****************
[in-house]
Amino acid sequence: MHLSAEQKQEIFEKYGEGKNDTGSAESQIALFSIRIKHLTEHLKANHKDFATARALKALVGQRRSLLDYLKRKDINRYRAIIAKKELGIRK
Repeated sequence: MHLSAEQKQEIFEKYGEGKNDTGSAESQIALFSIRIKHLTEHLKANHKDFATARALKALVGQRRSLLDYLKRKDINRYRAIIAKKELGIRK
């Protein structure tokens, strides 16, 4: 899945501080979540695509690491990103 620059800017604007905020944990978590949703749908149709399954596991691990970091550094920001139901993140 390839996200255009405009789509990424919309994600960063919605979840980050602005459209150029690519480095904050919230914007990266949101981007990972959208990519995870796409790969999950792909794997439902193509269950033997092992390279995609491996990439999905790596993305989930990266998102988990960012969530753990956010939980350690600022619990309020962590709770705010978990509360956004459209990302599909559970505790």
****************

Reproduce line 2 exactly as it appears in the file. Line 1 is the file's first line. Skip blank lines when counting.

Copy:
Amino acid sequence: MHLSAEQKQEIFEKYGEGKNDTGSAESQIALFSIRIKHLTEHLKANHKDFATARALKALVGQRRSLLDYLKRKDINRYRAIIAKKELGIRK